On the off chance anyone should underestimate the influence Steven Spielberg had on a generation of moviegoers in the 70s and 80s, one story sums it up better than most. In 1982, three 12-year-old friends from Mississippi had grown so obsessed with Raiders Of The Lost Ark that they embarked on their own shot-for-shot remake. Armed with a Betamax camera, some five dollars a week worth of pocket money, and a willingness to set themselves on fire for that all important burning bar scene, it took them just seven years.
Eric Zala, Chris Strompolos and Jayson Lamb’s paean to the adventures of Indiana Jones, Raiders Of The Lost Ark: The Adaptation, is a fitting tribute to one of the most glorious adventure movies of all time. It’s goofy, sure, yet also exhilarating. And it begs the question: what movies today would prompt such a reaction in young viewers? Summer blockbusters that trade in noise rather than logic? Special effects extravaganzas that rely on spectacle at the expense of character? Pixar has been doing its part, setting a bar that only a handful of others come close to.
Super 8, then, signals a new hope. They do make them like they used to. Or, more specifically, a lot like Spielberg used to make them. J.J. Abrams’ third film as director is the most unabashed tribute to the great director since those three childhood friends donned their own fedoras and turned an inflatable weather balloon into a runaway boulder. And while there are knowing winks and loving nods aplenty, with beat-for-beat homages to scenes from the original Indy trilogy, a rousing John Williams-esque score, courtesy of Michael Giacchino, and a big bad that sounds uncannily like Jurassic Park‘s T. rex, it’s what’s underneath all this that counts.
Abrams captures the spirit of Spielberg in his prime, a sense of wonder sitting alongside characters you just want to spend the whole day with. It should come as little surprise that Super 8 is about an alien invader. The perfectly judged teasers and trailers have given us that much. But the big surprise is that’s not the most exciting thing here. Far from it. Abrams has set his sights higher than just fleeting moments of grandeur.
There are no big wow set pieces here (although the train scene is a doozy), and no game-changing effects showpieces (just ones that make the other-worldly look frighteningly real). Despite the shroud of secrecy that accompanies it (a good thing a million times over), there’s not even a last minute reveal to rival M. Night Shyamalan in his heyday. And that’s Super 8‘s greatest virtue. It’s a film full of details and rife with ideas, but all in service to a greater good. This is a story about children as richly drawn, funny and memorable as anything Spielberg and his peers came up with in the 70s and 80s.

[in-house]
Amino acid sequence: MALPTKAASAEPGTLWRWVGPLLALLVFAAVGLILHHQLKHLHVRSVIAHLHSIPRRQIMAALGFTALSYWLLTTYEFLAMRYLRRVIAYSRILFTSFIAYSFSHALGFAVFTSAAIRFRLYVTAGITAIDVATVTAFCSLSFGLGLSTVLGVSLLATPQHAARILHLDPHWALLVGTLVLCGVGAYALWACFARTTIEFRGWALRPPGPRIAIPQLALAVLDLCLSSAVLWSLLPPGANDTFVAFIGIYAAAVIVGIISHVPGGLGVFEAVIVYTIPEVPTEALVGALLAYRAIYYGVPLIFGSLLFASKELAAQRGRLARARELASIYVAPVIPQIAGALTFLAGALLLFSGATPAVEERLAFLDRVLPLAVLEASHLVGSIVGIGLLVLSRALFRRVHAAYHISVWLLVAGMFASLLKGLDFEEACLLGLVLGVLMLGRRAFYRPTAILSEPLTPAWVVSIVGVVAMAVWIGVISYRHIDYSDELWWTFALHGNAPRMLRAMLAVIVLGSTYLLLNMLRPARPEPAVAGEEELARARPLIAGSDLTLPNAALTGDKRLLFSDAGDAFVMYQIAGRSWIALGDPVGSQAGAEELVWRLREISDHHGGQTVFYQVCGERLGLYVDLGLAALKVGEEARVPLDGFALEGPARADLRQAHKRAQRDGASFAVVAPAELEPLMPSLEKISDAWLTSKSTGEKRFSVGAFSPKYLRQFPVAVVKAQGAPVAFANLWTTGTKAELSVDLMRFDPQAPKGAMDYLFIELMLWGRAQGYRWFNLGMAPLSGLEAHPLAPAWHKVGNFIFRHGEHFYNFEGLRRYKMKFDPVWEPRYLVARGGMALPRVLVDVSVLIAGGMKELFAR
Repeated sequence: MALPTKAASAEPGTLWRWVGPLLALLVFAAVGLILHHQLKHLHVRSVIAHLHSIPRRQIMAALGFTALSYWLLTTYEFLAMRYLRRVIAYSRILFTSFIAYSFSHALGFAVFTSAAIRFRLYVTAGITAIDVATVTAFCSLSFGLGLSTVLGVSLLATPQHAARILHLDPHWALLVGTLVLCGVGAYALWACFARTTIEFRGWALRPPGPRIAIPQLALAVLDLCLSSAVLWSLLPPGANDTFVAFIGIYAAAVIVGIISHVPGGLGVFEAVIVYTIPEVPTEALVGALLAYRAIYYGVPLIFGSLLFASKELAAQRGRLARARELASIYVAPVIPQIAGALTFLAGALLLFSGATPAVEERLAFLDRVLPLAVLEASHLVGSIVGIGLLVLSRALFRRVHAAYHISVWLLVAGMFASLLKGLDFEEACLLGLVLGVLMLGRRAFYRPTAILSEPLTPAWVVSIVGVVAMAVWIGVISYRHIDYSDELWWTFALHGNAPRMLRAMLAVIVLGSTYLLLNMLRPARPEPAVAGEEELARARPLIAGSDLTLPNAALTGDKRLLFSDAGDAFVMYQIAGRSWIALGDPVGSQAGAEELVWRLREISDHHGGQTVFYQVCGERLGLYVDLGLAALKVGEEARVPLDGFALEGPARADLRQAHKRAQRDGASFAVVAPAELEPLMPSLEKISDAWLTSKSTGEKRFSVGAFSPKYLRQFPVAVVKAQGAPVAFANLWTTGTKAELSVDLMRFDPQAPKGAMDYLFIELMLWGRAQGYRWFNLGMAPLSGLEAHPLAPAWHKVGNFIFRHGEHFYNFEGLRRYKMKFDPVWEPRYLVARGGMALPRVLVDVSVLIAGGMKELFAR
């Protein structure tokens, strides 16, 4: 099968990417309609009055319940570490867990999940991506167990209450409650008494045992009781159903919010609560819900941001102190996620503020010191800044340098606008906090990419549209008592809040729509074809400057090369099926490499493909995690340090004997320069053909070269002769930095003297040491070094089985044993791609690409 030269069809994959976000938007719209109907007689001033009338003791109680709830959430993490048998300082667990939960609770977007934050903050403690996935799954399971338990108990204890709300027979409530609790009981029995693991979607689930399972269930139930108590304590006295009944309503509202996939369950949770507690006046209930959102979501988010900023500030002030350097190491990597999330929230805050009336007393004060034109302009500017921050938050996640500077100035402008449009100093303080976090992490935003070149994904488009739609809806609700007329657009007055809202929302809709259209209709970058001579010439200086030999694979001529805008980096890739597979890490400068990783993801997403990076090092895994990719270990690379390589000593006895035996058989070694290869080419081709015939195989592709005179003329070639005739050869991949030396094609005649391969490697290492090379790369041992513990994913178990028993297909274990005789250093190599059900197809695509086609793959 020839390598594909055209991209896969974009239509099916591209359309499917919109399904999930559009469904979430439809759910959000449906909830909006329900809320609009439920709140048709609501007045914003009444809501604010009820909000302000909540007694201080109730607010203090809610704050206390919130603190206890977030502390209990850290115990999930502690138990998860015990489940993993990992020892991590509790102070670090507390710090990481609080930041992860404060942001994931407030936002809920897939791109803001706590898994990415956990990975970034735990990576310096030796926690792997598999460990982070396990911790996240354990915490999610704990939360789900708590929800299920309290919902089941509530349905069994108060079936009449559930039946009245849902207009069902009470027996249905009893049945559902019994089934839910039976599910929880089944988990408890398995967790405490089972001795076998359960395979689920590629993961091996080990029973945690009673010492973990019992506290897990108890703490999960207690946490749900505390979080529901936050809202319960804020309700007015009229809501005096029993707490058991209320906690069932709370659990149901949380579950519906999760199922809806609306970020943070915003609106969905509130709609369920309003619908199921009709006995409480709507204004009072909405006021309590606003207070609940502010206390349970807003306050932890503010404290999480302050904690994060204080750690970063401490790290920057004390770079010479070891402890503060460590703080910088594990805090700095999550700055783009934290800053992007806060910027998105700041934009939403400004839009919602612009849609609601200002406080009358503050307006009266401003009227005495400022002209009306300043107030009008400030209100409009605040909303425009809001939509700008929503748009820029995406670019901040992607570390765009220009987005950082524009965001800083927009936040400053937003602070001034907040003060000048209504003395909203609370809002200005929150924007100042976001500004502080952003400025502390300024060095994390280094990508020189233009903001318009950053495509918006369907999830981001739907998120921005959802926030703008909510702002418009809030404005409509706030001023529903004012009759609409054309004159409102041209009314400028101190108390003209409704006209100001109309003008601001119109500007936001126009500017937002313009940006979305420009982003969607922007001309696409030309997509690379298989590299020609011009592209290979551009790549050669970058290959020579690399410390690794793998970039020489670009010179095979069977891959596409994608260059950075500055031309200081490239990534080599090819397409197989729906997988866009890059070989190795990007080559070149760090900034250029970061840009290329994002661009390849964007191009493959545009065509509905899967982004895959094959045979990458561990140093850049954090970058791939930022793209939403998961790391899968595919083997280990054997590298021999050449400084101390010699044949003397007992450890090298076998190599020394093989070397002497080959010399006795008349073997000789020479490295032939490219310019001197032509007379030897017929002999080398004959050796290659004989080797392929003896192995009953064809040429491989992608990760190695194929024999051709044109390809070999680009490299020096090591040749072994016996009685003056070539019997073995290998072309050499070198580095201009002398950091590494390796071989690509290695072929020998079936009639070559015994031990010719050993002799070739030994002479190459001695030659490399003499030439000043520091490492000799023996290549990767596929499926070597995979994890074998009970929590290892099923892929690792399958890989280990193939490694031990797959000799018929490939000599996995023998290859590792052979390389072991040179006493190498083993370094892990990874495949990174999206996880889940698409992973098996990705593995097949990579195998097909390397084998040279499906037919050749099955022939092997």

Indeed, Abrams’ film has a nostalgia for that very time, a late 70s America where children (and adults, even) were enthralled by a generation of filmmakers pushing the boundaries of mainstream cinema. Super 8‘s kids are like Zala, Strompolos and Lamb, brought together in pursuit of their own lofty adventure, their own film masterpiece. And like Michel Gondry’s Be Kind Rewind, it basks in the healing power of film, the unbridled joy and sense of belonging that it can bring.
The film’s first half is as good an hour of cinema as you’re likely to see this, or any other year. It has drama, suspense, humour, and heart in abundance, all courtesy of Abrams’ devotion to making us care about these characters.
Joel Courtney’s quiet hero, Joe, Elle Fanning’s object of affection, Alice, and Riley Griffiths’ Hitchcock in the making, Charles, are the obvious standouts, thrust centre stage. But even the supporting players are afforded moments to shine. Gabriel Basso’s Martin is so brilliantly awkward a leading man in their home-made movie that his every scene is a comedic goldmine.They’re so good that, when the action does come, you almost wish it would go away and come back later.
There’s a palpable sense of danger that comes with each attack, a threat of loss hanging heavy that raises the stakes and makes these action scenes more than just something to look at.
Yet, Abrams pulls out his big guns sparingly. Super 8 is eighty percent build-up, twenty percent payoff. And that’s what’s so great about it. Abrams does build-up better than most filmmakers do payoff, including himself, unfortunately.
Like Star Trek before it, Super 8 hasn’t quite got the legs to make it over the finish line at the gallop it maintains for so long. Spielberg had that down to a tee at the height of his powers. The bridge cliffhanger in Temple Of Doom, the Velociraptor attack in Jurassic Park, the emotional wallop of E.T. are all perfectly paced and hugely satisfying. Abrams can’t quite find the right balance as he tries to meld a family-friendly adventure with the wham bam action thrills of a modern day blockbuster. If anything, Abrams’ monster is lacking in personality and short of wonder. Like Jaws, it works better viewed in glimpses or not at all.
It’s here that Super 8 works best as the alien invasion movie some may want it to be. The film’s second act is one long tease, deftly playing with our anticipation of the big reveal. Abrams and his cinematographer, Larry Fong, keep us straining for a better look, giving only rushed close-ups and all too brief glimpses via rear view mirrors. More impressive, Abrams and his crew use sound effects to ratchet up the tension. Leather shoes on floor, the whirl of a Super 8 camera, and a hydraulic lift have never sounded so good.
Super 8 attempts a similar trajectory to the crew of Abrams’ re-imagined Starship Enterprise. It reaches for the stars, not quite going where no man has gone before, but certainly where too few have gone recently. It serves as the perfect reminder why it’s so easy to fall in love with movies.They just have to be as good as this.Read Ron Hogan’s review for the US release of the film, here.